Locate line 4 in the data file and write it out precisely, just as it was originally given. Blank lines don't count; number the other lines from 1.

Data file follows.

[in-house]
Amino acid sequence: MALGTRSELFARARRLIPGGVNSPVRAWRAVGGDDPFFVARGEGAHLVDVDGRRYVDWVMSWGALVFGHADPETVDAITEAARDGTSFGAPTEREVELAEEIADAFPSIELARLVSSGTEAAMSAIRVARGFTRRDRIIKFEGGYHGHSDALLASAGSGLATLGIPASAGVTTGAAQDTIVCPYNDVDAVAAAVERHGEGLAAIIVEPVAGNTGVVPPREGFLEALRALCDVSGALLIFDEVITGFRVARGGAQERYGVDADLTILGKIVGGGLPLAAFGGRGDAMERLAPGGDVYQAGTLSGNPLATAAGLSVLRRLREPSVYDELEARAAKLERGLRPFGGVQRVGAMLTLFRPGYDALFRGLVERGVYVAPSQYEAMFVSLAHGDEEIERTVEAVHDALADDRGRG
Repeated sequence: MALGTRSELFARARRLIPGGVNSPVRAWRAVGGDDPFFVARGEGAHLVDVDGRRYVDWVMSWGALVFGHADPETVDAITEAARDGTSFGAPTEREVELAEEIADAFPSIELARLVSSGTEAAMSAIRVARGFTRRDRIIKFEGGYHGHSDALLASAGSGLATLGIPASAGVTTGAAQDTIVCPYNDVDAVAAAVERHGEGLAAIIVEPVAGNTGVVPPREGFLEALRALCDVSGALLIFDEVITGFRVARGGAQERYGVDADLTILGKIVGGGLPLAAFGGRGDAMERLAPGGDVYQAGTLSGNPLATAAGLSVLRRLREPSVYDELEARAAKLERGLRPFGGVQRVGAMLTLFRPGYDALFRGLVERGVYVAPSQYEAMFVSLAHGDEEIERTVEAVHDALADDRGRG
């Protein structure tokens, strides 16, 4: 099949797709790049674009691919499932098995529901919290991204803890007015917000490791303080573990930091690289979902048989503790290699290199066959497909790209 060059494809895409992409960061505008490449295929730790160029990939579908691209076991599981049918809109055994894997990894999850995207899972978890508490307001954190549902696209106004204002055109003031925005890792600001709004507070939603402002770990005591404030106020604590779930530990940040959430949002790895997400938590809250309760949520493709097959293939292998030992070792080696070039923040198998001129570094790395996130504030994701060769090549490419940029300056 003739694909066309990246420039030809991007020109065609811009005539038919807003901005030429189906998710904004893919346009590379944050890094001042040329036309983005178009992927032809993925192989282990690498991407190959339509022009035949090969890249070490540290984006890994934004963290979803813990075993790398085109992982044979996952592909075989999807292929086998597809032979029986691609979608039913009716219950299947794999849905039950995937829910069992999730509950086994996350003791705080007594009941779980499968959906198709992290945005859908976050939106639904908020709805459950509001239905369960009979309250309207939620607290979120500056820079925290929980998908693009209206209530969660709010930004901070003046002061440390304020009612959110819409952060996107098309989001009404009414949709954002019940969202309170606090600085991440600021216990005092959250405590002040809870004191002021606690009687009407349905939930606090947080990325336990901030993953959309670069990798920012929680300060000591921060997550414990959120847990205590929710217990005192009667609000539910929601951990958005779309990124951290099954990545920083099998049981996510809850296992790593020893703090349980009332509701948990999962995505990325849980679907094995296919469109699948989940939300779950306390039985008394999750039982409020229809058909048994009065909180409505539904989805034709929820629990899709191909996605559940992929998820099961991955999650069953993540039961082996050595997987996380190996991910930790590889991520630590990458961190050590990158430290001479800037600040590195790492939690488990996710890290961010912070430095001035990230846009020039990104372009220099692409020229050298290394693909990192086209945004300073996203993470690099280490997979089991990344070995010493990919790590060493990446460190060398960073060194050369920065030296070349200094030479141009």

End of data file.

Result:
């Protein structure tokens, strides 16, 4: 099949797709790049674009691919499932098995529901919290991204803890007015917000490791303080573990930091690289979902048989503790290699290199066959497909790209 060059494809895409992409960061505008490449295929730790160029990939579908691209076991599981049918809109055994894997990894999850995207899972978890508490307001954190549902696209106004204002055109003031925005890792600001709004507070939603402002770990005591404030106020604590779930530990940040959430949002790895997400938590809250309760949520493709097959293939292998030992070792080696070039923040198998001129570094790395996130504030994701060769090549490419940029300056 003739694909066309990246420039030809991007020109065609811009005539038919807003901005030429189906998710904004893919346009590379944050890094001042040329036309983005178009992927032809993925192989282990690498991407190959339509022009035949090969890249070490540290984006890994934004963290979803813990075993790398085109992982044979996952592909075989999807292929086998597809032979029986691609979608039913009716219950299947794999849905039950995937829910069992999730509950086994996350003791705080007594009941779980499968959906198709992290945005859908976050939106639904908020709805459950509001239905369960009979309250309207939620607290979120500056820079925290929980998908693009209206209530969660709010930004901070003046002061440390304020009612959110819409952060996107098309989001009404009414949709954002019940969202309170606090600085991440600021216990005092959250405590002040809870004191002021606690009687009407349905939930606090947080990325336990901030993953959309670069990798920012929680300060000591921060997550414990959120847990205590929710217990005192009667609000539910929601951990958005779309990124951290099954990545920083099998049981996510809850296992790593020893703090349980009332509701948990999962995505990325849980679907094995296919469109699948989940939300779950306390039985008394999750039982409020229809058909048994009065909180409505539904989805034709929820629990899709191909996605559940992929998820099961991955999650069953993540039961082996050595997987996380190996991910930790590889991520630590990458961190050590990158430290001479800037600040590195790492939690488990996710890290961010912070430095001035990230846009020039990104372009220099692409020229050298290394693909990192086209945004300073996203993470690099280490997979089991990344070995010493990919790590060493990446460190060398960073060194050369920065030296070349200094030479141009």